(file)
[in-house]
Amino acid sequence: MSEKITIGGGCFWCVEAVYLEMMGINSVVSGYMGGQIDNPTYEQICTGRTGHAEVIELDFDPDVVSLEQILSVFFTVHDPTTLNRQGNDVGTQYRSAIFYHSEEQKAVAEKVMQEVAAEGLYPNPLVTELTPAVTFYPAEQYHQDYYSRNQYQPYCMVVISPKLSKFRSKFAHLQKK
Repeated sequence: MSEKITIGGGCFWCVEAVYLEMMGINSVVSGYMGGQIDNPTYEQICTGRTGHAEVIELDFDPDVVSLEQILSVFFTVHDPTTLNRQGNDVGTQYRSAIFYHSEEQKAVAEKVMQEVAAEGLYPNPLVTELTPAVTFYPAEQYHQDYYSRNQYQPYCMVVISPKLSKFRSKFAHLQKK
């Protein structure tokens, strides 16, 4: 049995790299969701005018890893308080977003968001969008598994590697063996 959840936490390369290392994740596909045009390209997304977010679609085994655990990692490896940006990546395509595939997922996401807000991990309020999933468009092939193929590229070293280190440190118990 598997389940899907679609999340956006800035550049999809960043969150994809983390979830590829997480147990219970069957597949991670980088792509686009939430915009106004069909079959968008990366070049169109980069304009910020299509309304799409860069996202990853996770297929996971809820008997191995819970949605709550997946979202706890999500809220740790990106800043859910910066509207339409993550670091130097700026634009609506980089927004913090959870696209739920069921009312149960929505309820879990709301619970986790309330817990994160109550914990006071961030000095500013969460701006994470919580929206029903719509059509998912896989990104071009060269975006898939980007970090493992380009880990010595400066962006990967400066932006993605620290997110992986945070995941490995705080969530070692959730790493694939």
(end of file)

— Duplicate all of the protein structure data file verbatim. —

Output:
[in-house]
Amino acid sequence: MSEKITIGGGCFWCVEAVYLEMMGINSVVSGYMGGQIDNPTYEQICTGRTGHAEVIELDFDPDVVSLEQILSVFFTVHDPTTLNRQGNDVGTQYRSAIFYHSEEQKAVAEKVMQEVAAEGLYPNPLVTELTPAVTFYPAEQYHQDYYSRNQYQPYCMVVISPKLSKFRSKFAHLQKK
Repeated sequence: MSEKITIGGGCFWCVEAVYLEMMGINSVVSGYMGGQIDNPTYEQICTGRTGHAEVIELDFDPDVVSLEQILSVFFTVHDPTTLNRQGNDVGTQYRSAIFYHSEEQKAVAEKVMQEVAAEGLYPNPLVTELTPAVTFYPAEQYHQDYYSRNQYQPYCMVVISPKLSKFRSKFAHLQKK
């Protein structure tokens, strides 16, 4: 049995790299969701005018890893308080977003968001969008598994590697063996 959840936490390369290392994740596909045009390209997304977010679609085994655990990692490896940006990546395509595939997922996401807000991990309020999933468009092939193929590229070293280190440190118990 598997389940899907679609999340956006800035550049999809960043969150994809983390979830590829997480147990219970069957597949991670980088792509686009939430915009106004069909079959968008990366070049169109980069304009910020299509309304799409860069996202990853996770297929996971809820008997191995819970949605709550997946979202706890999500809220740790990106800043859910910066509207339409993550670091130097700026634009609506980089927004913090959870696209739920069921009312149960929505309820879990709301619970986790309330817990994160109550914990006071961030000095500013969460701006994470919580929206029903719509059509998912896989990104071009060269975006898939980007970090493992380009880990010595400066962006990967400066932006993605620290997110992986945070995941490995705080969530070692959730790493694939």